Rambert's second programme at Sadlers's Wells, a triple bill, made an enjoyable and well-balanced evening.
The opener was Merce Cunningham's 'Beach Birds' to John Cage's hardly-there score. Eight dancers dressed in Marsha Skinner's black and white leotards resemble birds with their arms outstretched like wings, their legs raised behind them suggesting storks. They stretch, hop, jump, bend, flex and touch. There is a remarkable duet for two male 'birds', Glenn Wilkinson and Rafael Bonachela, facing each other in a fast sequence of steps and jumps ending in a suggestion of a shy kiss. That's about it, really. Cunningham is a master of dryly intellectual and 'sculptural' dancing, but he can sometimes move and surprise. I don't think he does either with 'Beach Birds', but at it is still a consistently watchable piece.
Glen Tetley's 'Pierrot Lunaire', a piece I'd been dying to see, came next, and it didn't disappoint. The German-born Martin Lindiger danced the pierrot figure with appropriate pathos and vulnerability (Tetley's choreography didn't call for much technical virtuosity, so there had to be quite a lot of pathos and vulnerability). He was brilliantly supported by Antonia Groves' coquettish and witty Columbine. Rouben Ter-Arutunian's simple scaffold set was effective, but wobbled worryingly when the dancers swung from it. I expect it had some tolerance built into it, like that Millennium bridge. The spiky Schoenberg score was accompanied by soprano Linda Hirst singing some brief poems ( in German) by Otto Hartleben. Hirst's singing was, for me, almost the best thing of the evening. Her voice is extraordinarily flexible, muscular and crystal-clear. Every single word of the German text floated clearly and audibly in a way scarcely heard even in English concerts or operas. It was just a pity that we didn't understand, and that no translation was given in the programme, especially since there were occasional laughs from, presumably, German-speaking audience members.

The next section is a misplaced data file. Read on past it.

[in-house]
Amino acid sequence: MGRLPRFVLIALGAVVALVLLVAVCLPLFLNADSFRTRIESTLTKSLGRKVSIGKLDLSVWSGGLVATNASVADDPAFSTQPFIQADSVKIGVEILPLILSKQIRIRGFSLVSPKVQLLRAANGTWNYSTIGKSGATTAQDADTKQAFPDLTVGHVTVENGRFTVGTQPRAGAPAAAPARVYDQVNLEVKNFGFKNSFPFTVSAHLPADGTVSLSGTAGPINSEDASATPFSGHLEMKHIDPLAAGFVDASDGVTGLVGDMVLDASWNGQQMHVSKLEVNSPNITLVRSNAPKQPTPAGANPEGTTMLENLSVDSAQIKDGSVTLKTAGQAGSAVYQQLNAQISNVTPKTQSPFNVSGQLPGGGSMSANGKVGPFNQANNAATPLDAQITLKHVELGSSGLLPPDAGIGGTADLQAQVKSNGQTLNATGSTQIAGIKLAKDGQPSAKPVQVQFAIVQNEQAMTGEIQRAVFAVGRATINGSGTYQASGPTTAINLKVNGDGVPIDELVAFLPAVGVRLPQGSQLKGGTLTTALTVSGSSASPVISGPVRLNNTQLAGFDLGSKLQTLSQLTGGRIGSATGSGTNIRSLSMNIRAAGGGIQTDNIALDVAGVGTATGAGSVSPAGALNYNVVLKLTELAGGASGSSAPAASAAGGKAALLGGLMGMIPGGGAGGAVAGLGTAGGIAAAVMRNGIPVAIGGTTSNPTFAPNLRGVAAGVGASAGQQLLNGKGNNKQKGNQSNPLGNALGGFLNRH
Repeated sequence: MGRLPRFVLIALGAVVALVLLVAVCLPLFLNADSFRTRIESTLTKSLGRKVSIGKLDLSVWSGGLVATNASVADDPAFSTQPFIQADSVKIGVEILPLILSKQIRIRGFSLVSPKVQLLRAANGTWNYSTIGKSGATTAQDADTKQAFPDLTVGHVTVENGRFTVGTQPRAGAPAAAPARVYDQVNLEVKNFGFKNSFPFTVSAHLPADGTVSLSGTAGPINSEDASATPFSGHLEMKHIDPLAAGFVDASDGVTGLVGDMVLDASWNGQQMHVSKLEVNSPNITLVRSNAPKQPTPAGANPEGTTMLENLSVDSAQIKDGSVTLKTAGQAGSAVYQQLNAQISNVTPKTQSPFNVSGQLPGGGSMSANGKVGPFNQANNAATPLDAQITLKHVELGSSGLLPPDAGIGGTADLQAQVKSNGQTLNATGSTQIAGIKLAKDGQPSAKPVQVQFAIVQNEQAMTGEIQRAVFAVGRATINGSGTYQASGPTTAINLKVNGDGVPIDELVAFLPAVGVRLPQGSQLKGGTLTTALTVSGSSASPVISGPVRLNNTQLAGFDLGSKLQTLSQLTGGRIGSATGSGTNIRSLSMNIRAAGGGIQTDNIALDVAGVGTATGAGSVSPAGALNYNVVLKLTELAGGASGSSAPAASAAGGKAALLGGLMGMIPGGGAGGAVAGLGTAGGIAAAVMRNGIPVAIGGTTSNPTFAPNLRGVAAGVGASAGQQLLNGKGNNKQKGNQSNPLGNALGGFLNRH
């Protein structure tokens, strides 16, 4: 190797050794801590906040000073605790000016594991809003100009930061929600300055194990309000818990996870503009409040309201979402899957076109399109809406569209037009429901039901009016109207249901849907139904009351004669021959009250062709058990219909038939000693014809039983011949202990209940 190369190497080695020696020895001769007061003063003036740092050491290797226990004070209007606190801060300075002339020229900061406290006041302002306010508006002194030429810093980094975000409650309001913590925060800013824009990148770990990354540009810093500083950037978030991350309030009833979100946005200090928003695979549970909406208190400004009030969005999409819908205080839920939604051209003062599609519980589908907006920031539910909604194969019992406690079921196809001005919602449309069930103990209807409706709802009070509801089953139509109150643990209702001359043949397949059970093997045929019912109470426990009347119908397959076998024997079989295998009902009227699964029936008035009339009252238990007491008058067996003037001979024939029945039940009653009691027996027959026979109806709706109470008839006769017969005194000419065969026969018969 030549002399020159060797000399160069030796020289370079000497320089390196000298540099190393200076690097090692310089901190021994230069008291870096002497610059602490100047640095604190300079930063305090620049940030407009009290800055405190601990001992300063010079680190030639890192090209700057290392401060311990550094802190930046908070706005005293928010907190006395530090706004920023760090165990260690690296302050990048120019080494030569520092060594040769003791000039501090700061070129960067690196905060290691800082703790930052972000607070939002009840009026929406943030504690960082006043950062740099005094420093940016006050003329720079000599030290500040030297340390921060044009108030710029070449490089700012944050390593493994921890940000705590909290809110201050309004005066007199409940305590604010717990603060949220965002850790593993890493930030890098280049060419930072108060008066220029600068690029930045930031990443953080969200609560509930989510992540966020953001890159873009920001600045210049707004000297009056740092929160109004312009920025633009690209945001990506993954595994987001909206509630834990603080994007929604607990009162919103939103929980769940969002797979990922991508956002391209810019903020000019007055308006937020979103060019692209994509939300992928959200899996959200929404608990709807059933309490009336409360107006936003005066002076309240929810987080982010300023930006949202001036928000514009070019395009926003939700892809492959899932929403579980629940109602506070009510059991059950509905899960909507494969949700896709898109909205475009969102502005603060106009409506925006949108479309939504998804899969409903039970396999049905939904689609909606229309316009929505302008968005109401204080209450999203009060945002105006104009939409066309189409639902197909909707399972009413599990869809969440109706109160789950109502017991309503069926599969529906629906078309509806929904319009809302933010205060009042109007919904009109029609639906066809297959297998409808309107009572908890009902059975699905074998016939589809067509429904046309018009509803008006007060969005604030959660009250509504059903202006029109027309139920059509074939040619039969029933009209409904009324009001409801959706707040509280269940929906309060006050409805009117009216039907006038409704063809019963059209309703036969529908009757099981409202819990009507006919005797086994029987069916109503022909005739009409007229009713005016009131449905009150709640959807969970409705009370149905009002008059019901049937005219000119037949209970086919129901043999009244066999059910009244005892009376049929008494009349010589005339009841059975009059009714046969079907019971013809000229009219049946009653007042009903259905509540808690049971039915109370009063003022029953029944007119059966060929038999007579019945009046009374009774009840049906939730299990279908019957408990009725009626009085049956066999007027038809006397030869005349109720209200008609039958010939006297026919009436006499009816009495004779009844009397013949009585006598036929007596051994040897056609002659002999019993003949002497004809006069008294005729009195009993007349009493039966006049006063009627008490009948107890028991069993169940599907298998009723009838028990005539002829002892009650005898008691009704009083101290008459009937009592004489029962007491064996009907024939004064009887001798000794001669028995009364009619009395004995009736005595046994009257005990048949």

Christopher Bruce's 'Meeting Point' ended the programme, and I loved it. Set to a Nyman score and dressed in Marian Bruce's elegant black and white evening suits for both the men and the women, it starts as a courtly dance for diplomats and ends like a very enjoyable show-bizz number. Bruce provides some genuinely original choreography en route; he has a way of moving dancers which is consistently surprising. I loved Paul Liburd, whose dancing was juicy, powerful and graceful as a big cat, though a glance through the opera-glasses shows that he is not in the first flush of youth. There's hope for us all, then.